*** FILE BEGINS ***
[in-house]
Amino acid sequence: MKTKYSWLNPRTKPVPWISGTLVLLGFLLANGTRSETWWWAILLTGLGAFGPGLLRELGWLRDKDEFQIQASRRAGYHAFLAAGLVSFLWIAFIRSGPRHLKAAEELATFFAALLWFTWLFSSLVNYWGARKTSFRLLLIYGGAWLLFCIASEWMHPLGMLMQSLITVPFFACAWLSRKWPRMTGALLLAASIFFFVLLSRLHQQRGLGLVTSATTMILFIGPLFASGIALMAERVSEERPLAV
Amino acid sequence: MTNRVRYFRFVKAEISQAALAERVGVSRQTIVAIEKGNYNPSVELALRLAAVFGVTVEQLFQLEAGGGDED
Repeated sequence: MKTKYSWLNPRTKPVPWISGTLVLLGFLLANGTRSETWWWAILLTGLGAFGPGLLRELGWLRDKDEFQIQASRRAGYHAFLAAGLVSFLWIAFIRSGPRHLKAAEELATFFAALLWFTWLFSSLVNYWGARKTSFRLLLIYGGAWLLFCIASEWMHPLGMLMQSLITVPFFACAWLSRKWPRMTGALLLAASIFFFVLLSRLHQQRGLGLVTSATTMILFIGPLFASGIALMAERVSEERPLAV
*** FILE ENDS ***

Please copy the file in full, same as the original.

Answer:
[in-house]
Amino acid sequence: MKTKYSWLNPRTKPVPWISGTLVLLGFLLANGTRSETWWWAILLTGLGAFGPGLLRELGWLRDKDEFQIQASRRAGYHAFLAAGLVSFLWIAFIRSGPRHLKAAEELATFFAALLWFTWLFSSLVNYWGARKTSFRLLLIYGGAWLLFCIASEWMHPLGMLMQSLITVPFFACAWLSRKWPRMTGALLLAASIFFFVLLSRLHQQRGLGLVTSATTMILFIGPLFASGIALMAERVSEERPLAV
Amino acid sequence: MTNRVRYFRFVKAEISQAALAERVGVSRQTIVAIEKGNYNPSVELALRLAAVFGVTVEQLFQLEAGGGDED
Repeated sequence: MKTKYSWLNPRTKPVPWISGTLVLLGFLLANGTRSETWWWAILLTGLGAFGPGLLRELGWLRDKDEFQIQASRRAGYHAFLAAGLVSFLWIAFIRSGPRHLKAAEELATFFAALLWFTWLFSSLVNYWGARKTSFRLLLIYGGAWLLFCIASEWMHPLGMLMQSLITVPFFACAWLSRKWPRMTGALLLAASIFFFVLLSRLHQQRGLGLVTSATTMILFIGPLFASGIALMAERVSEERPLAV